I want to ask you about the so-called JCC hoaxer — a kid in Ashkelon who caused panic worldwide with thousands of fake bomb threats. One kid was able to cause vast chaos. Hundreds of schools evacuated. Airplane emergency landings. That’s pretty worrying, no?

He called. He made the threats. Yet he didn’t penetrate computers. It shows what a kid can do.

A president can do a lot more damage. The US president is destabilizing all kinds of basic elements. What does he call journalists? Fake news media. Judges are “enemies of the people.” And we know what you do about your enemies.

An Israeli-American teenager, accused of making bomb threats in the United States and elsewhere, in a courtroom in Rishon Lezion on March 23, 2017. (Flash90)

With technology, we live in a world where everything is connected. You can get from anywhere to anywhere. That requires us to show more responsibility.

In the case of the kid, once the threat rose to a certain level, they started investigating and they caught him. Wasn’t so hard.

But in the internet generally, with cyber crime and cyber warfare, there is almost no effort to catch the bad guys. How many people do you recall being jailed in Israel for cyber warfare? I recall one case of a couple who planted a Trojan [virus]. Maybe there’s another case that’s slipped my mind. But every day there are millions of attacks. Nobody goes after the criminals. And it’s hard to get them, because they’re in different countries.

So why not develop the technologies? Change the internet protocol.

Could you explain what that means, and what it would involve?

The internet was built to be robust and non-centralized.

In 1973, we bombed Egypt’s communications centers, which was an important factor in the war.

The internet was set up to insure it could not be incapacitated by that kind of physical attack?

How does the internet work? You want to send me an email. You have a supplier. Netvision, say. Netvision has Wi-Fi. You’re in contact with a local server, one of thousands. It takes your note and breaks it into packets, each of which has its own ID. That server sends all the packets to all the servers it is in touch with. And all those servers send all those packets to all the servers they’re in touch with. It’s a global infrastructure. Now, one of those servers is my local server. It puts all the packets together and delivers your note to me.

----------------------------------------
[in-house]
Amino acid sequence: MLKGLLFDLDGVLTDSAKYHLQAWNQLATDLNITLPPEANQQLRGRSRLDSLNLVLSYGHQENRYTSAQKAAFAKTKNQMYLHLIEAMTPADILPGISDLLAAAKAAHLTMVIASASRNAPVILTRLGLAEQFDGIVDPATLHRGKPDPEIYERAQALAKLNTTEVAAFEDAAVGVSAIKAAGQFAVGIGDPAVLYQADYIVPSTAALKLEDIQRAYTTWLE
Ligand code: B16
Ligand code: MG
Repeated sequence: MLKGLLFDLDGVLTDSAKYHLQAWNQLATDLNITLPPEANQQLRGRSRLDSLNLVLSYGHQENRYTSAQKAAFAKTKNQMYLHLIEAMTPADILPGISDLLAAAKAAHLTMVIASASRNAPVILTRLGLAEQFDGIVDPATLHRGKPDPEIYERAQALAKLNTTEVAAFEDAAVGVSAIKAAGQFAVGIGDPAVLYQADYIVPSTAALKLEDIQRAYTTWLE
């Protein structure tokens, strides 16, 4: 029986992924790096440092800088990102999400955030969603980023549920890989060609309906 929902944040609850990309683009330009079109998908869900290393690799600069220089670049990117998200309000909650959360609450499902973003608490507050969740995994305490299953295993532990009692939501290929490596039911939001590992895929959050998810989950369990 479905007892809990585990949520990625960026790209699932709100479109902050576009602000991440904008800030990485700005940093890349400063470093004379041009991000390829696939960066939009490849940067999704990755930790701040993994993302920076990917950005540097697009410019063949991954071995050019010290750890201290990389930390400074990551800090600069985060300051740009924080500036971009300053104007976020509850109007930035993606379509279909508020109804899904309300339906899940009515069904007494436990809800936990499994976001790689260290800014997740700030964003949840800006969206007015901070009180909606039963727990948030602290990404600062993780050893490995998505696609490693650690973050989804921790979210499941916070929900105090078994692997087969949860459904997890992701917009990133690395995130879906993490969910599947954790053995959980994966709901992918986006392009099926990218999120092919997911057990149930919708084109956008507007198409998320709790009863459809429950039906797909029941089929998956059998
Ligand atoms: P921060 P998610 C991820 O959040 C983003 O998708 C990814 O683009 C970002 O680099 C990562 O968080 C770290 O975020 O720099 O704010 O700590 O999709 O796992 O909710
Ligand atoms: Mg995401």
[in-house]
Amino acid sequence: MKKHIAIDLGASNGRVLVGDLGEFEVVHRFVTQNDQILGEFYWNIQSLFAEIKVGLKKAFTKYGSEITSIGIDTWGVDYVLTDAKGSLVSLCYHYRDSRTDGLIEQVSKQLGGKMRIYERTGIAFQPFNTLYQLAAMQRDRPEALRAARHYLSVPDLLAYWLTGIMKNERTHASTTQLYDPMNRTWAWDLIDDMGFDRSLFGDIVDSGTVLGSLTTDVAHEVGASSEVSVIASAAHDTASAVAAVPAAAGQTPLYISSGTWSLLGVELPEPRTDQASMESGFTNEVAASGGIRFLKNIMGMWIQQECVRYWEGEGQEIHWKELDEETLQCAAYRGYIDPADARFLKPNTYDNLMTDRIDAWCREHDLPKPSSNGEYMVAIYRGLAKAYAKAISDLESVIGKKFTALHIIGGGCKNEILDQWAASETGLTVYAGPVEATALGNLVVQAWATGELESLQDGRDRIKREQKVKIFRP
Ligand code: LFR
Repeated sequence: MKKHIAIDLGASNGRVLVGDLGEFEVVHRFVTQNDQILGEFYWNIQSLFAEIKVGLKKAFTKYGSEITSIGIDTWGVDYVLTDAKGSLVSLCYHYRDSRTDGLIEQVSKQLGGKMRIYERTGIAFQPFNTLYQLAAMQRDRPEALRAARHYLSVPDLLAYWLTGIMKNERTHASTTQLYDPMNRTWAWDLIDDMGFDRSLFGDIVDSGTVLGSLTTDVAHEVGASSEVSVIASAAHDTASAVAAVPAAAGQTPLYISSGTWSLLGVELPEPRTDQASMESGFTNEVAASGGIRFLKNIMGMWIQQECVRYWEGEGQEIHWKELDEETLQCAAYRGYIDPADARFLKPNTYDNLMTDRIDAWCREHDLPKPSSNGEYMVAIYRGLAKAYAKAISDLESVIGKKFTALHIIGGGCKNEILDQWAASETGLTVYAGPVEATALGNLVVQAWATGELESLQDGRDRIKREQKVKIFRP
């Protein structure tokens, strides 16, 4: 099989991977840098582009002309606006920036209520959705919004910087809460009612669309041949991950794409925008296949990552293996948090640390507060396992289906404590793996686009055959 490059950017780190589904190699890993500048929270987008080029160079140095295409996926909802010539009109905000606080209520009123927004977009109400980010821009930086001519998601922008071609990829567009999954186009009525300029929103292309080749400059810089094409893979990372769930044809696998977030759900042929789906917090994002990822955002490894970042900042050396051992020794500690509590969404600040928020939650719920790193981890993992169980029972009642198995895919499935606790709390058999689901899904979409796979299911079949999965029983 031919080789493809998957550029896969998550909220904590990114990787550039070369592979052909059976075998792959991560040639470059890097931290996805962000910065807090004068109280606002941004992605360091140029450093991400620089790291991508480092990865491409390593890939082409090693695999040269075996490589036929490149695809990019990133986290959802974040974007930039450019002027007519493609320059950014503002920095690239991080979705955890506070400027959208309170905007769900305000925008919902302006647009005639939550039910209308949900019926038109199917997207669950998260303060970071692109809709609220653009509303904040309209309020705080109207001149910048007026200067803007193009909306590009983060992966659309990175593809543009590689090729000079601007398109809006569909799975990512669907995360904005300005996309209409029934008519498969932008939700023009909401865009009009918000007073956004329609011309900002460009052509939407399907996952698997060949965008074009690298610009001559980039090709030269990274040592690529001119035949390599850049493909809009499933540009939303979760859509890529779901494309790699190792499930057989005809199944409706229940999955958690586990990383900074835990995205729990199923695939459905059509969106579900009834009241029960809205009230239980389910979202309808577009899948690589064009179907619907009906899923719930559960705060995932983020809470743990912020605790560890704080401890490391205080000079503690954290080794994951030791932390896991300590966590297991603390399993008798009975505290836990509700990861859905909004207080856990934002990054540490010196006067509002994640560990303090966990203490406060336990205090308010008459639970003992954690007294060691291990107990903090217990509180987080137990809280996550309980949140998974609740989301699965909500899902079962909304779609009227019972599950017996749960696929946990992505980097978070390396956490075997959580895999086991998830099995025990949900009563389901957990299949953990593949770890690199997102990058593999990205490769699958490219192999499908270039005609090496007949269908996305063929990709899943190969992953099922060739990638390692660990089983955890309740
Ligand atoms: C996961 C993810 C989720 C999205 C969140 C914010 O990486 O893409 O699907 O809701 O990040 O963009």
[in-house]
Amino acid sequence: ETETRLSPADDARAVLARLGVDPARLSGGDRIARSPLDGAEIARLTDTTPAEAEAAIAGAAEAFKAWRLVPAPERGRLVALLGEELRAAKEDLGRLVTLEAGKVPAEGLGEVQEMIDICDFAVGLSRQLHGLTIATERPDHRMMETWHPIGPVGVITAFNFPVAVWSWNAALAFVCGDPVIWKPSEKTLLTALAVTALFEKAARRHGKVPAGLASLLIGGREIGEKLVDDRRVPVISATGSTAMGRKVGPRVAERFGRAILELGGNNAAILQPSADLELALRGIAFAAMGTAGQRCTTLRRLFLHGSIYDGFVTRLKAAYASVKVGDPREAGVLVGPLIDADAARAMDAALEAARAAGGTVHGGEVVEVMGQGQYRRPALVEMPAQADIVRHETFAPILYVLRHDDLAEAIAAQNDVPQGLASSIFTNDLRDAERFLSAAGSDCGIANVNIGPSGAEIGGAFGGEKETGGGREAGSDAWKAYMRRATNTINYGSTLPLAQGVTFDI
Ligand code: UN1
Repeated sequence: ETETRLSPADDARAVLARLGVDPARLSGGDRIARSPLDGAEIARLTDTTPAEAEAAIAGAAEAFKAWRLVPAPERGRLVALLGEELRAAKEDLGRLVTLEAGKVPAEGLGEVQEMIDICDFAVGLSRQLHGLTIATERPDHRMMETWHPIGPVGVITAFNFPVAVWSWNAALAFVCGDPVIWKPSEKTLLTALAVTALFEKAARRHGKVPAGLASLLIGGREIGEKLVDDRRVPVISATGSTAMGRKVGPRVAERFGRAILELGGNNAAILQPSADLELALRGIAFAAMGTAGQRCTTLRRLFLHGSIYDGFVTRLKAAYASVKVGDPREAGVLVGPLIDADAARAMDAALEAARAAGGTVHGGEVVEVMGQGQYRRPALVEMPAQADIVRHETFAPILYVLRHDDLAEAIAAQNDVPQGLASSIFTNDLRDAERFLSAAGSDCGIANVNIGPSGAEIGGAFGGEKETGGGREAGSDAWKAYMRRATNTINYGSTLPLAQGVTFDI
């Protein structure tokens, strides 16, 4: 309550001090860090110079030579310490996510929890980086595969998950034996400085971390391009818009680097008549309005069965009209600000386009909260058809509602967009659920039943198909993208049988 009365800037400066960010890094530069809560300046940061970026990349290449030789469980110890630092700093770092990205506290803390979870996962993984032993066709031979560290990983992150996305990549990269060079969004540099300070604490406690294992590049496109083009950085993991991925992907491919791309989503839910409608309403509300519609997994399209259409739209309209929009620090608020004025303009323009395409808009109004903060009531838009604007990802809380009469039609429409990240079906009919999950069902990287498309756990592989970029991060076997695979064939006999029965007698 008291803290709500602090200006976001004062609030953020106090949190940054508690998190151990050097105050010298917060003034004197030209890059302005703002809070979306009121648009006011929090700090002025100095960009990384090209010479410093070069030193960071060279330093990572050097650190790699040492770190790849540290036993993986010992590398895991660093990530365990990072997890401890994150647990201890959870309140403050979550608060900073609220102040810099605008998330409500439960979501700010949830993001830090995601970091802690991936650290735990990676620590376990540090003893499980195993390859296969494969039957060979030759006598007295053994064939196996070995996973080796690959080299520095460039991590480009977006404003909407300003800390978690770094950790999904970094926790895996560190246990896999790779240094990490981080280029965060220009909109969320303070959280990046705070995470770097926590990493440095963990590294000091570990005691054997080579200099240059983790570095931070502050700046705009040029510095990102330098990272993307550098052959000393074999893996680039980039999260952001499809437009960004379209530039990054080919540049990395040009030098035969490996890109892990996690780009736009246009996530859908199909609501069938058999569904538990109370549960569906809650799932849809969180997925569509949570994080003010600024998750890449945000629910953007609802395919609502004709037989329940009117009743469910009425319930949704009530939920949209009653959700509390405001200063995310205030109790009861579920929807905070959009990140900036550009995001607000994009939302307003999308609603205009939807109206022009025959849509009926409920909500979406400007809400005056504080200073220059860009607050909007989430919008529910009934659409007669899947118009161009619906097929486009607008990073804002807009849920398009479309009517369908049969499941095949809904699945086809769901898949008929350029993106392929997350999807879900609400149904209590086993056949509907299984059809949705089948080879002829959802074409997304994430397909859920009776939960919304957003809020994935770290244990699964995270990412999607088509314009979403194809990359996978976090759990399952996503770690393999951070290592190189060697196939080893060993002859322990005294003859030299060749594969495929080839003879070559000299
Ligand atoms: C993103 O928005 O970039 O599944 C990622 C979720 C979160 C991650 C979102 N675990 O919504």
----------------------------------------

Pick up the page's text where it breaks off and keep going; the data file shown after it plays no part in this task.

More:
Why was the internet set up like that? One: You’d have to destroy half the world to prevent your note being delivered to me. Two, no single packet has all the information. So everything is secure. That’s how the internet was set up by DARPA.


The Defense Advanced Research Projects Agency [in the US Department of Defense, which developed the networking heart of the internet]. It’s relatively impenetrable.

DARPA logo

You don’t know who sent the material to you. You get a set of protocols, but you don’t know who from. It’s called the problem of attribution. You need to re-engineer the internet to enable identification of the source of everything.

If you rob a bank and you get caught, you might get jailed or killed. If you try to rob a bank online, either you’ll succeed or you’ll fail. But if you fail, they won’t catch you. So we have to solve the problem of attribution.

For the pioneers, physicists at CERN communicating with their friends, this wasn’t an issue. It is now.

I want to come back to Stuxnet, and the assertion — central to the 2016 documentary “Zero Days” — that Israel screwed it up by pushing it too hard, too fast.

That’s nonsense.

‘Any weapon you use, there is a risk that people will realize what it is, will defend against it, will act against it, will use it against you’

In the 1973 war, we failed against Russian ground-to-air missiles in Syria. After the war, in the Israel Air Force we worked day and night for a solution to meet that threat. We developed smart weapons and drones and electronic warfare capabilities. In 1982, we initiated the Lebanon War. It was against Fatah, not against Syria. But we knew that the Syrian forces were deployed in Lebanon. Basically the same number of missile batteries as from the Golan in 1982. The same deployment. We didn’t know if they would fire on us this time.

The IAF chief, David Ivri, called me in and said, Can you build me a model to tell us, if we go to war, whether we should use the weapons we’ve developed? Because if we use our new capabilities, the Russians, with their missiles in Syria, will see what we have.